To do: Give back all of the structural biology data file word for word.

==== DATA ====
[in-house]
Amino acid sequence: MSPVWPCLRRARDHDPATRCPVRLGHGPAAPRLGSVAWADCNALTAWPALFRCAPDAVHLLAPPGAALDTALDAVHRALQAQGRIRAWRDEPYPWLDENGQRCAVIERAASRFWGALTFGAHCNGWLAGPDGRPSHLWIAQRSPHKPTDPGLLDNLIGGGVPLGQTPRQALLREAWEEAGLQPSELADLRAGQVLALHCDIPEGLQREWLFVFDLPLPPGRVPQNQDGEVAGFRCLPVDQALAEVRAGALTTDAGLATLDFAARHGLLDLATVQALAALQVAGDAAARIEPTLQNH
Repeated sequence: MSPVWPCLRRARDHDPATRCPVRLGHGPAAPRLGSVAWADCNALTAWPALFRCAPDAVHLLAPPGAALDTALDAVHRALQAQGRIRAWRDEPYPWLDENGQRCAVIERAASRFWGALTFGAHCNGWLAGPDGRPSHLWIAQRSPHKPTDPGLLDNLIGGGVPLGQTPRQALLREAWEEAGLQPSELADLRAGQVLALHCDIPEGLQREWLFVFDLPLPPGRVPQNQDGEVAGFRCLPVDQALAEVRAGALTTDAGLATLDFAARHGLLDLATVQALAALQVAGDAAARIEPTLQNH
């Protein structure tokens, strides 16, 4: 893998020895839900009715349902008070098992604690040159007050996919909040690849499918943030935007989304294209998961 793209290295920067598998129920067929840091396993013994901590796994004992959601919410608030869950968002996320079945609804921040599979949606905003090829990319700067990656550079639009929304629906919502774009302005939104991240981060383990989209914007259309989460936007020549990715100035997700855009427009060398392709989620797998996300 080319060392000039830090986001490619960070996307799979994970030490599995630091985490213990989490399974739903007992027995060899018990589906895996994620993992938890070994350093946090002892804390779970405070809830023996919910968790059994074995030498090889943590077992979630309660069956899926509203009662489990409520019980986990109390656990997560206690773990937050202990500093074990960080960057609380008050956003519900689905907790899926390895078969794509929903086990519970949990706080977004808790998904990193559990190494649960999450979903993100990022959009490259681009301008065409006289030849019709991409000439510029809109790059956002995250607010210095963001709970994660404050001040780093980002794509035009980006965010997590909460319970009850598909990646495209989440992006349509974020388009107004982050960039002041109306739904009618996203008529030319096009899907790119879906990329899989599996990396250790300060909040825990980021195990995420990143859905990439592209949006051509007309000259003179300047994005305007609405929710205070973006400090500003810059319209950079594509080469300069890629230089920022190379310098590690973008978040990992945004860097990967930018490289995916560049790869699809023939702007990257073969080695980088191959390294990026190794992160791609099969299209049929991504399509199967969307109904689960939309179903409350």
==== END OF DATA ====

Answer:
[in-house]
Amino acid sequence: MSPVWPCLRRARDHDPATRCPVRLGHGPAAPRLGSVAWADCNALTAWPALFRCAPDAVHLLAPPGAALDTALDAVHRALQAQGRIRAWRDEPYPWLDENGQRCAVIERAASRFWGALTFGAHCNGWLAGPDGRPSHLWIAQRSPHKPTDPGLLDNLIGGGVPLGQTPRQALLREAWEEAGLQPSELADLRAGQVLALHCDIPEGLQREWLFVFDLPLPPGRVPQNQDGEVAGFRCLPVDQALAEVRAGALTTDAGLATLDFAARHGLLDLATVQALAALQVAGDAAARIEPTLQNH
Repeated sequence: MSPVWPCLRRARDHDPATRCPVRLGHGPAAPRLGSVAWADCNALTAWPALFRCAPDAVHLLAPPGAALDTALDAVHRALQAQGRIRAWRDEPYPWLDENGQRCAVIERAASRFWGALTFGAHCNGWLAGPDGRPSHLWIAQRSPHKPTDPGLLDNLIGGGVPLGQTPRQALLREAWEEAGLQPSELADLRAGQVLALHCDIPEGLQREWLFVFDLPLPPGRVPQNQDGEVAGFRCLPVDQALAEVRAGALTTDAGLATLDFAARHGLLDLATVQALAALQVAGDAAARIEPTLQNH
């Protein structure tokens, strides 16, 4: 893998020895839900009715349902008070098992604690040159007050996919909040690849499918943030935007989304294209998961 793209290295920067598998129920067929840091396993013994901590796994004992959601919410608030869950968002996320079945609804921040599979949606905003090829990319700067990656550079639009929304629906919502774009302005939104991240981060383990989209914007259309989460936007020549990715100035997700855009427009060398392709989620797998996300 080319060392000039830090986001490619960070996307799979994970030490599995630091985490213990989490399974739903007992027995060899018990589906895996994620993992938890070994350093946090002892804390779970405070809830023996919910968790059994074995030498090889943590077992979630309660069956899926509203009662489990409520019980986990109390656990997560206690773990937050202990500093074990960080960057609380008050956003519900689905907790899926390895078969794509929903086990519970949990706080977004808790998904990193559990190494649960999450979903993100990022959009490259681009301008065409006289030849019709991409000439510029809109790059956002995250607010210095963001709970994660404050001040780093980002794509035009980006965010997590909460319970009850598909990646495209989440992006349509974020388009107004982050960039002041109306739904009618996203008529030319096009899907790119879906990329899989599996990396250790300060909040825990980021195990995420990143859905990439592209949006051509007309000259003179300047994005305007609405929710205070973006400090500003810059319209950079594509080469300069890629230089920022190379310098590690973008978040990992945004860097990967930018490289995916560049790869699809023939702007990257073969080695980088191959390294990026190794992160791609099969299209049929991504399509199967969307109904689960939309179903409350």